Everybody has reactions. Especially when it comes to money.

Lock, Stock and Two Smoking Barrels (1998)

All investors – from day traders to mutual fund portfolio managers – hate to lose money. The most hated loss is a realized one – when an investor sells a stock for less money than he or she paid for it.

A key insight of Behavioral Finance is that the hatred of realized losses is so strong that it leads investors to hold onto unrealized losses for longer than they should and conversely, to sell winning investments too soon. Economists term this tendency the “disposition effect” and the economic framework that defines it was first formalized by Daniel Kahneman and Amos Tversky in their seminal 1979 paper, Prospect Theory.

It should come as no surprise that the disposition effect is damaging to investment returns—it’s hard to make a successful investing career with a hold-your-losers-cut-your-winners-short strategy.

What will be a surprise are the results of new research from Cary Frydman at USC’s Marshall School, Chicago Booth’s Samuel Hartzmark, and the Marshall School’s David Solomon that show the complex way investors trick themselves to avoid falling prey to the disposition effect.

Rolling Mental Accounts, 2015, Frydman, Hartzmark, and Solomon

According to the team’s research, investors avoid suffering the psychological pain of a realized loss by immediately reinvesting in another stock after selling a losing one. Investors still keep track of the high-water mark from the losing investment in the back of their minds, but conceive of the sale of the first stock not as a realized loss but rather as “rolling” capital into a different, related investment. The act of reinvesting makes them more willing to part with a losing stock earlier, thereby sidestepping one element of the disposition effect.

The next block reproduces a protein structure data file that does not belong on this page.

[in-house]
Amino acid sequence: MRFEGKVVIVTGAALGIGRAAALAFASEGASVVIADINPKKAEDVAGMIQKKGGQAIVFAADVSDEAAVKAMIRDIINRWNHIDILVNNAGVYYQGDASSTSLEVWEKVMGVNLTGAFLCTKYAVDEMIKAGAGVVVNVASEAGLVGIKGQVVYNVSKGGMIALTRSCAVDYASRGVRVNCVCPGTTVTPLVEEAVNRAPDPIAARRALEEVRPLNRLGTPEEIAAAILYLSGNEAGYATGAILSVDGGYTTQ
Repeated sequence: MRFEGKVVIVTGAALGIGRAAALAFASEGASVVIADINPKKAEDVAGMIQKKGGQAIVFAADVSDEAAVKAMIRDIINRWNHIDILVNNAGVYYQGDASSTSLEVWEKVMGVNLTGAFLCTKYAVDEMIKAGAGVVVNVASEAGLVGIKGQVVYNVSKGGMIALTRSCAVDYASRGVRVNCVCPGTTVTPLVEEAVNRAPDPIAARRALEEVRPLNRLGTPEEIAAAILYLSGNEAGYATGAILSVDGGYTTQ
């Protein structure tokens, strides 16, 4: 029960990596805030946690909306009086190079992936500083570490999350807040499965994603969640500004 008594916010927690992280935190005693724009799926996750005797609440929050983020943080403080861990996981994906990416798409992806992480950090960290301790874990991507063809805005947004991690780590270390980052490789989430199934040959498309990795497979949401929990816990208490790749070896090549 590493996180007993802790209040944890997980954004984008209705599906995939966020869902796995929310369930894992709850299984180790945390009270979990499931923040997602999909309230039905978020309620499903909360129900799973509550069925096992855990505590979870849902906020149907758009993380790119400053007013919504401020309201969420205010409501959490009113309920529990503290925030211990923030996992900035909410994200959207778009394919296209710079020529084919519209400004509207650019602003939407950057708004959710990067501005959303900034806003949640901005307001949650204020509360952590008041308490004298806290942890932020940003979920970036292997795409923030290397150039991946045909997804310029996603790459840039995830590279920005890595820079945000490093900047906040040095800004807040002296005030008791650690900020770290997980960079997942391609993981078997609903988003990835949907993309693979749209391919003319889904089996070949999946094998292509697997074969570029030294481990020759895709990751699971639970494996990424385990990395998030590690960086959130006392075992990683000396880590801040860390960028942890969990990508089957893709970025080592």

But as human decision makers, we can run but we can’t hide. It turns out that the investors studied tended to roll their capital into stocks that were more volatile than those from which they rolled out. This finding is precisely what Prospect Theory predicts should happen when an investor is losing; namely, they increase risk-seeking strategies to attempt to win back a loss.

Frydman’s team also found that the opposite was true: when investors sold stocks and did not reinvest, they tended to sell too soon. Again, this observation agrees with Prospect Theory’s prediction that investors become risk averse when they are winning.

Interestingly though, the team found that investors waited until they were “made whole” on the original investment before becoming risk averse and selling the stock they had rolled into. This means that they had kept track of what “winning” and “losing” meant in relation to a series of investments rather than in terms of an investment in a single stock.

These results were discovered using data from individual investors’ transactions, but the team also used mutual fund transaction data to see if institutional investors operated in the same way. Indeed, they found that professional investors were subject to the same tendencies as their amateur brethren.

This paper underscores that human decision makers are not the hyper-rational, utility-maximizing “Econs” that the University of Chicago’s Richard Thaler describes in his book Nudge. Hartzmark’s research is exciting in that it demonstrates the complexity involved in making investment decisions and quantifies the degree to which behavioral biases affect all investors.